Monday, September 28, 2009

My Russian name

While Cochrane is a pretty famous name in the United States, though it might be spelled without the "e" sometimes, I have found that many people in the U.S. don't know how to pronounce it.

I remember answering the phone when I was little:
"Hi, can I speak to Milton Coachryan?"
That's when I would hangup. It had become obvious that the person was a telephone solicitor because they didn't know how to say our last name.

You can imagine that if native English speakers often can't pronounce my name, native Russian speakers would have a hell of a time. So in Russia, to native Russian speakers, my name has become Kimberli Kochreyn (spelling) - with my last name pronounced "Coach-ryan". This mis-transliteration of my name has gone on for so long that I now just let it slide and recognize it as my name, but I have been able to trace back the missteps and see how it happened.

It all started back in September 2008, at the Russian Consulate in Seattle. Of course, I filled out the visa application myself and didn't think to put the transliteration of my name in Russian, even though I had figured it out. After waiting for about an hour for my visa, they called out "Cauchryan" and I sat in my seat for a little bit, until I realized it was me they were calling. I couldn't figure out why or how they could mispronounce my name so badly, until I looked at my visa. On the visa my name is in Russian and English. The English to Russian transliteration had been literal and ended up looking like this: Кимберли Кочрейн. Literally pronounced, "Keem-byer-lee Koach-ryan". On my original visa, the mess up seemed fine. They used my spelling of my name in English and their spelling of the Russian, so I thought, ok, no problem.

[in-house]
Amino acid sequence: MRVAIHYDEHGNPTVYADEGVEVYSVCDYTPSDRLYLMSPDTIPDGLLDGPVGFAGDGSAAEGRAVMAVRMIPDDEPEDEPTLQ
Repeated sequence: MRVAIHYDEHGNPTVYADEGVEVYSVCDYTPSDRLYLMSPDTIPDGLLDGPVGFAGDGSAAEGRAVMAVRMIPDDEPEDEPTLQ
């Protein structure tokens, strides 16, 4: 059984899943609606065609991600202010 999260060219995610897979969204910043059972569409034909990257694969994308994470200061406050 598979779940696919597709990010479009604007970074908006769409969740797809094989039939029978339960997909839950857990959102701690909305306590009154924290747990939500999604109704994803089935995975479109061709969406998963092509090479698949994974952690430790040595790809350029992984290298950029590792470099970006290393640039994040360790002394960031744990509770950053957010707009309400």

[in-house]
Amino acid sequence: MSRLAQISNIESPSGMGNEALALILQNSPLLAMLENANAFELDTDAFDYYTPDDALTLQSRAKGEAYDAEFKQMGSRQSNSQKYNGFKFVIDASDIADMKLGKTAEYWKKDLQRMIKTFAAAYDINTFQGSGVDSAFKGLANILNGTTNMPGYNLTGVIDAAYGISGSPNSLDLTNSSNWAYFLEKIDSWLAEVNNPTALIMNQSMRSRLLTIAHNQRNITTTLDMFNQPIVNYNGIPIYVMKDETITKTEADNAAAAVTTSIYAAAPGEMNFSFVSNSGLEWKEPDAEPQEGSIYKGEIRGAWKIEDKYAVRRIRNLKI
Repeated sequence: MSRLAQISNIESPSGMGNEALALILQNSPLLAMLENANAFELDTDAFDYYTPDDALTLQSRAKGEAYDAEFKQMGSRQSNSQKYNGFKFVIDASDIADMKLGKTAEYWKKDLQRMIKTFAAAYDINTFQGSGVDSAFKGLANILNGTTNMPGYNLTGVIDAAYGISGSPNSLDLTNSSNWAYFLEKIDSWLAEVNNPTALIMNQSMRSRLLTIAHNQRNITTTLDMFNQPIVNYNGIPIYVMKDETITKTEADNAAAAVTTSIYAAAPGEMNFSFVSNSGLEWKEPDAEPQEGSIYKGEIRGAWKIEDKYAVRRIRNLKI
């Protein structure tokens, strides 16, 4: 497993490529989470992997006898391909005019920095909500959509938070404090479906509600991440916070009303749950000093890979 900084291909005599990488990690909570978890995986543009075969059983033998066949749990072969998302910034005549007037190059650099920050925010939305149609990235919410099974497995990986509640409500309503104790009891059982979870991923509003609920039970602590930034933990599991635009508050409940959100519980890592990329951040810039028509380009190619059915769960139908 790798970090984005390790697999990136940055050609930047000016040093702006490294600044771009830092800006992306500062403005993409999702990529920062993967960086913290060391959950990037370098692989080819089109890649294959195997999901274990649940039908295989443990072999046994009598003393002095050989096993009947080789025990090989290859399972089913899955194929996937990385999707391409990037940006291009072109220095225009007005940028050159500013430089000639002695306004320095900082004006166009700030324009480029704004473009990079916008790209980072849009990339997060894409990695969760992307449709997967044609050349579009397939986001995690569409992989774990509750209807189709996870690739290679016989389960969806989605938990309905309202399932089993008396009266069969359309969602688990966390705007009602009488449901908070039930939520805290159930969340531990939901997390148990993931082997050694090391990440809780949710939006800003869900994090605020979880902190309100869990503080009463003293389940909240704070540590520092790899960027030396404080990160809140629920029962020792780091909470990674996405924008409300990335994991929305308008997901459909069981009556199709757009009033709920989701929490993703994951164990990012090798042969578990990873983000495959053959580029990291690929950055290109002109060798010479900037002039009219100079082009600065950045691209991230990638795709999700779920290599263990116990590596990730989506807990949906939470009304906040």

Yet, when it came time to apply for my year long visa, I was no longer filling out the application and the person applying didn't look at the original spelling of my name, rather they transliterated the Russian back into English. Making my name look like this: Kimberli Kochreyn. The second year long visa application just used the spelling from the first, so, in effect, in Russia, this is my name.


  1. I'm sure that happens more often than not to people who travel to, move to, or work in, a new country. My Grandpa Wasko had a similar experience when he immigrated to the United States from Hungary early in the 20th Century. They say the original name is Vasko - OR Vaskovich....Which was translated to WASKO and it stuck!!!

  2. I can see why it stuck. Unless you are really pushy about it, I'm not sure your host country cares one way or another if their interpretation is your "real" last name.